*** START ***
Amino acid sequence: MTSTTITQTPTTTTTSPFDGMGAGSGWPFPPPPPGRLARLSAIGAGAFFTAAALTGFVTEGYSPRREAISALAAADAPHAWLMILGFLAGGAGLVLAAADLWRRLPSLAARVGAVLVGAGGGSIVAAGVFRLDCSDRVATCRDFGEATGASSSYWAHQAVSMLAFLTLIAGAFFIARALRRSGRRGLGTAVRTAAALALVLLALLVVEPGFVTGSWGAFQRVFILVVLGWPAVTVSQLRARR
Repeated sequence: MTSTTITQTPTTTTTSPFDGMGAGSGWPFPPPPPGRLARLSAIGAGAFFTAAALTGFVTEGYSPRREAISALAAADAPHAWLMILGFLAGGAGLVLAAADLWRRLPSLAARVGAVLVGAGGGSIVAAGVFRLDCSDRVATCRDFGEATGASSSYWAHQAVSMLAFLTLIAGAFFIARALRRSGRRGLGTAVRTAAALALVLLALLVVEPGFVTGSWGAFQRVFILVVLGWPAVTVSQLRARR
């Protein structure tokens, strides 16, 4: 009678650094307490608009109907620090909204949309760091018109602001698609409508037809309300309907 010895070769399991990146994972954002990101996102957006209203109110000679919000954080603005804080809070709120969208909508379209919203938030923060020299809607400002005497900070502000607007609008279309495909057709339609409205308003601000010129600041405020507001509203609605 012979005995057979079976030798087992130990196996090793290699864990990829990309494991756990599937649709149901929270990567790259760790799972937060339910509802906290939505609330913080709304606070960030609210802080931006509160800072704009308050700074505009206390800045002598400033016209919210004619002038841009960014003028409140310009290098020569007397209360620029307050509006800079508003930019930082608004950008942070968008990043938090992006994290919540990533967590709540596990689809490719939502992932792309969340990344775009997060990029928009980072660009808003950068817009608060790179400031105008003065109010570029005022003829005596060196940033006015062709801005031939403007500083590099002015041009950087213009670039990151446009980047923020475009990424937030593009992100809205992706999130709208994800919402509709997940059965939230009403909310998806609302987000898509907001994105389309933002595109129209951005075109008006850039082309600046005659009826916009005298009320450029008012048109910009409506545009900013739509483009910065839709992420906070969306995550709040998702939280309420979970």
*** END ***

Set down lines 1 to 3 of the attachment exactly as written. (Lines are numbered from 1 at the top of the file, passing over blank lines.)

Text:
Amino acid sequence: MTSTTITQTPTTTTTSPFDGMGAGSGWPFPPPPPGRLARLSAIGAGAFFTAAALTGFVTEGYSPRREAISALAAADAPHAWLMILGFLAGGAGLVLAAADLWRRLPSLAARVGAVLVGAGGGSIVAAGVFRLDCSDRVATCRDFGEATGASSSYWAHQAVSMLAFLTLIAGAFFIARALRRSGRRGLGTAVRTAAALALVLLALLVVEPGFVTGSWGAFQRVFILVVLGWPAVTVSQLRARR
Repeated sequence: MTSTTITQTPTTTTTSPFDGMGAGSGWPFPPPPPGRLARLSAIGAGAFFTAAALTGFVTEGYSPRREAISALAAADAPHAWLMILGFLAGGAGLVLAAADLWRRLPSLAARVGAVLVGAGGGSIVAAGVFRLDCSDRVATCRDFGEATGASSSYWAHQAVSMLAFLTLIAGAFFIARALRRSGRRGLGTAVRTAAALALVLLALLVVEPGFVTGSWGAFQRVFILVVLGWPAVTVSQLRARR
């Protein structure tokens, strides 16, 4: 009678650094307490608009109907620090909204949309760091018109602001698609409508037809309300309907 010895070769399991990146994972954002990101996102957006209203109110000679919000954080603005804080809070709120969208909508379209919203938030923060020299809607400002005497900070502000607007609008279309495909057709339609409205308003601000010129600041405020507001509203609605 012979005995057979079976030798087992130990196996090793290699864990990829990309494991756990599937649709149901929270990567790259760790799972937060339910509802906290939505609330913080709304606070960030609210802080931006509160800072704009308050700074505009206390800045002598400033016209919210004619002038841009960014003028409140310009290098020569007397209360620029307050509006800079508003930019930082608004950008942070968008990043938090992006994290919540990533967590709540596990689809490719939502992932792309969340990344775009997060990029928009980072660009808003950068817009608060790179400031105008003065109010570029005022003829005596060196940033006015062709801005031939403007500083590099002015041009950087213009670039990151446009980047923020475009990424937030593009992100809205992706999130709208994800919402509709997940059965939230009403909310998806609302987000898509907001994105389309933002595109129209951005075109008006850039082309600046005659009826916009005298009320450029008012048109910009409506545009900013739509483009910065839709992420906070969306995550709040998702939280309420979970």